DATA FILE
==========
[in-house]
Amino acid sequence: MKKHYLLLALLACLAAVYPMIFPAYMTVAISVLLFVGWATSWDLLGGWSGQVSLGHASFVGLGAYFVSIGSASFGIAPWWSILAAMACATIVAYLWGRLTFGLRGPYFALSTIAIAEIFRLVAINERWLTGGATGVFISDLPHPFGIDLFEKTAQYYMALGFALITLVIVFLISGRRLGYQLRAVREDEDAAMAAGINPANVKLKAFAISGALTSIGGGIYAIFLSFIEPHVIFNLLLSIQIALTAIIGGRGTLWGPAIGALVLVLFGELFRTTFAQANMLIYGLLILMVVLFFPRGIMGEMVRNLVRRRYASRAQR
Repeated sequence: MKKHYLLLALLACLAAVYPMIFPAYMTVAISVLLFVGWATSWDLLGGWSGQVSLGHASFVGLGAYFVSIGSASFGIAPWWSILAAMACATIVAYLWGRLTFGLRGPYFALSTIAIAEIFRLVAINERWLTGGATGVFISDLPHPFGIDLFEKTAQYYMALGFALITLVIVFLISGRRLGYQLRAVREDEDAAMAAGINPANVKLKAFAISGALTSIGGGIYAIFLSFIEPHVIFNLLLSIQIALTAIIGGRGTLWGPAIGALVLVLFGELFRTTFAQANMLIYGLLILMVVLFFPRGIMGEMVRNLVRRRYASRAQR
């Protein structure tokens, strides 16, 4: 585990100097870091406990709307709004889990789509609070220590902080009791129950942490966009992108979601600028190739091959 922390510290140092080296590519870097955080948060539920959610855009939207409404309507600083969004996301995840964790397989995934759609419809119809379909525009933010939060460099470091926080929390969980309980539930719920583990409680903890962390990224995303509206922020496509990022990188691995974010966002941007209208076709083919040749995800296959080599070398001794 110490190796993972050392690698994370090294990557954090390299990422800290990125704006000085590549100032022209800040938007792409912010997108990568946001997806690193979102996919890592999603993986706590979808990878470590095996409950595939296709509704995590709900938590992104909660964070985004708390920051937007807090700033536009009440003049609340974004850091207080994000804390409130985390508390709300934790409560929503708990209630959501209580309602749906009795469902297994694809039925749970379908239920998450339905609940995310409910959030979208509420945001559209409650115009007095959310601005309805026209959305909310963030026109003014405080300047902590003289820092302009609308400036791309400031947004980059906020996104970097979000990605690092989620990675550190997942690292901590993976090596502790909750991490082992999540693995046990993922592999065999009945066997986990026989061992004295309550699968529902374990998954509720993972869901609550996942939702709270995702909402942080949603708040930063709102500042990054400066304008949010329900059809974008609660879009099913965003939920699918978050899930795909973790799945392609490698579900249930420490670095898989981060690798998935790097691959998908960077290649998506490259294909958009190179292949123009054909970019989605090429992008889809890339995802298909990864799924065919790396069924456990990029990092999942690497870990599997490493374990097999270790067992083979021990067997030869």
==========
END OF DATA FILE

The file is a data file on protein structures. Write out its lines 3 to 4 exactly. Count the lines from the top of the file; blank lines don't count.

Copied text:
Repeated sequence: MKKHYLLLALLACLAAVYPMIFPAYMTVAISVLLFVGWATSWDLLGGWSGQVSLGHASFVGLGAYFVSIGSASFGIAPWWSILAAMACATIVAYLWGRLTFGLRGPYFALSTIAIAEIFRLVAINERWLTGGATGVFISDLPHPFGIDLFEKTAQYYMALGFALITLVIVFLISGRRLGYQLRAVREDEDAAMAAGINPANVKLKAFAISGALTSIGGGIYAIFLSFIEPHVIFNLLLSIQIALTAIIGGRGTLWGPAIGALVLVLFGELFRTTFAQANMLIYGLLILMVVLFFPRGIMGEMVRNLVRRRYASRAQR
């Protein structure tokens, strides 16, 4: 585990100097870091406990709307709004889990789509609070220590902080009791129950942490966009992108979601600028190739091959 922390510290140092080296590519870097955080948060539920959610855009939207409404309507600083969004996301995840964790397989995934759609419809119809379909525009933010939060460099470091926080929390969980309980539930719920583990409680903890962390990224995303509206922020496509990022990188691995974010966002941007209208076709083919040749995800296959080599070398001794 110490190796993972050392690698994370090294990557954090390299990422800290990125704006000085590549100032022209800040938007792409912010997108990568946001997806690193979102996919890592999603993986706590979808990878470590095996409950595939296709509704995590709900938590992104909660964070985004708390920051937007807090700033536009009440003049609340974004850091207080994000804390409130985390508390709300934790409560929503708990209630959501209580309602749906009795469902297994694809039925749970379908239920998450339905609940995310409910959030979208509420945001559209409650115009007095959310601005309805026209959305909310963030026109003014405080300047902590003289820092302009609308400036791309400031947004980059906020996104970097979000990605690092989620990675550190997942690292901590993976090596502790909750991490082992999540693995046990993922592999065999009945066997986990026989061992004295309550699968529902374990998954509720993972869901609550996942939702709270995702909402942080949603708040930063709102500042990054400066304008949010329900059809974008609660879009099913965003939920699918978050899930795909973790799945392609490698579900249930420490670095898989981060690798998935790097691959998908960077290649998506490259294909958009190179292949123009054909970019989605090429992008889809890339995802298909990864799924065919790396069924456990990029990092999942690497870990599997490493374990097999270790067992083979021990067997030869």